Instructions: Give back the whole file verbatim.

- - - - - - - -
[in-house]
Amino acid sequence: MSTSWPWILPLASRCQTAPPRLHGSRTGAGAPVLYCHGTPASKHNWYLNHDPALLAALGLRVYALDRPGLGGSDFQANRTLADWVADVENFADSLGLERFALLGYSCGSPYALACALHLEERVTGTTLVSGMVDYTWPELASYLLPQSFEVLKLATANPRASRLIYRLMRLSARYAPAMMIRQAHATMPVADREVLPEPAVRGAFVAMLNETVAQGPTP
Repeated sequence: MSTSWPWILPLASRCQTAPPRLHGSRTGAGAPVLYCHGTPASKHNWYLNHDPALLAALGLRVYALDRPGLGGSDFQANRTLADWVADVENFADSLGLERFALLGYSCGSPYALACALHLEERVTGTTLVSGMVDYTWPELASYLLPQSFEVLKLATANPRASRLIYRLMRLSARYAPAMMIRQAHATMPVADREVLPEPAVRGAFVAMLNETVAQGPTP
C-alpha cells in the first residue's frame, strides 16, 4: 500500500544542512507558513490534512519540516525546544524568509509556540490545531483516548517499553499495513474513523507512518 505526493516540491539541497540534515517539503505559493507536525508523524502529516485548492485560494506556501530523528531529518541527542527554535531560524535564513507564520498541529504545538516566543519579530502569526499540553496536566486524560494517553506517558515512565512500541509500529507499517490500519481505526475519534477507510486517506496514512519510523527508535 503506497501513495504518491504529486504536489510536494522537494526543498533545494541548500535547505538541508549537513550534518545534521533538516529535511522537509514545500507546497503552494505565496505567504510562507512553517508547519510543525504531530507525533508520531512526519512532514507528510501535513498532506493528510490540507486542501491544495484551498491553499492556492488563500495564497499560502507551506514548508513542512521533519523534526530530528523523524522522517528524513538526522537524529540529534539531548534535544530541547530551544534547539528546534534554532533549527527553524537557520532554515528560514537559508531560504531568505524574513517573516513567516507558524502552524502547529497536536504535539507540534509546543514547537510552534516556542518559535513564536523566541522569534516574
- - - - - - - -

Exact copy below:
[in-house]
Amino acid sequence: MSTSWPWILPLASRCQTAPPRLHGSRTGAGAPVLYCHGTPASKHNWYLNHDPALLAALGLRVYALDRPGLGGSDFQANRTLADWVADVENFADSLGLERFALLGYSCGSPYALACALHLEERVTGTTLVSGMVDYTWPELASYLLPQSFEVLKLATANPRASRLIYRLMRLSARYAPAMMIRQAHATMPVADREVLPEPAVRGAFVAMLNETVAQGPTP
Repeated sequence: MSTSWPWILPLASRCQTAPPRLHGSRTGAGAPVLYCHGTPASKHNWYLNHDPALLAALGLRVYALDRPGLGGSDFQANRTLADWVADVENFADSLGLERFALLGYSCGSPYALACALHLEERVTGTTLVSGMVDYTWPELASYLLPQSFEVLKLATANPRASRLIYRLMRLSARYAPAMMIRQAHATMPVADREVLPEPAVRGAFVAMLNETVAQGPTP
C-alpha cells in the first residue's frame, strides 16, 4: 500500500544542512507558513490534512519540516525546544524568509509556540490545531483516548517499553499495513474513523507512518 505526493516540491539541497540534515517539503505559493507536525508523524502529516485548492485560494506556501530523528531529518541527542527554535531560524535564513507564520498541529504545538516566543519579530502569526499540553496536566486524560494517553506517558515512565512500541509500529507499517490500519481505526475519534477507510486517506496514512519510523527508535 503506497501513495504518491504529486504536489510536494522537494526543498533545494541548500535547505538541508549537513550534518545534521533538516529535511522537509514545500507546497503552494505565496505567504510562507512553517508547519510543525504531530507525533508520531512526519512532514507528510501535513498532506493528510490540507486542501491544495484551498491553499492556492488563500495564497499560502507551506514548508513542512521533519523534526530530528523523524522522517528524513538526522537524529540529534539531548534535544530541547530551544534547539528546534534554532533549527527553524537557520532554515528560514537559508531560504531568505524574513517573516513567516507558524502552524502547529497536536504535539507540534509546543514547537510552534516556542518559535513564536523566541522569534516574